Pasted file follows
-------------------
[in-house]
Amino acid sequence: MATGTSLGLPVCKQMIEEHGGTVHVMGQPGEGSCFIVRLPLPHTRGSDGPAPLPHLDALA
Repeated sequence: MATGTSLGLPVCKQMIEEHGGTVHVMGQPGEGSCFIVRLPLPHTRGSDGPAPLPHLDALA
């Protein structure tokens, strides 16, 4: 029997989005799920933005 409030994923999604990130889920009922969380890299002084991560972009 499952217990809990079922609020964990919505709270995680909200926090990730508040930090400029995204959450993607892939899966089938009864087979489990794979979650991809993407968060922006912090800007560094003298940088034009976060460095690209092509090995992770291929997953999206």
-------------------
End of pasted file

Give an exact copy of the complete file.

[in-house]
Amino acid sequence: MATGTSLGLPVCKQMIEEHGGTVHVMGQPGEGSCFIVRLPLPHTRGSDGPAPLPHLDALA
Repeated sequence: MATGTSLGLPVCKQMIEEHGGTVHVMGQPGEGSCFIVRLPLPHTRGSDGPAPLPHLDALA
């Protein structure tokens, strides 16, 4: 029997989005799920933005 409030994923999604990130889920009922969380890299002084991560972009 499952217990809990079922609020964990919505709270995680909200926090990730508040930090400029995204959450993607892939899966089938009864087979489990794979979650991809993407968060922006912090800007560094003298940088034009976060460095690209092509090995992770291929997953999206």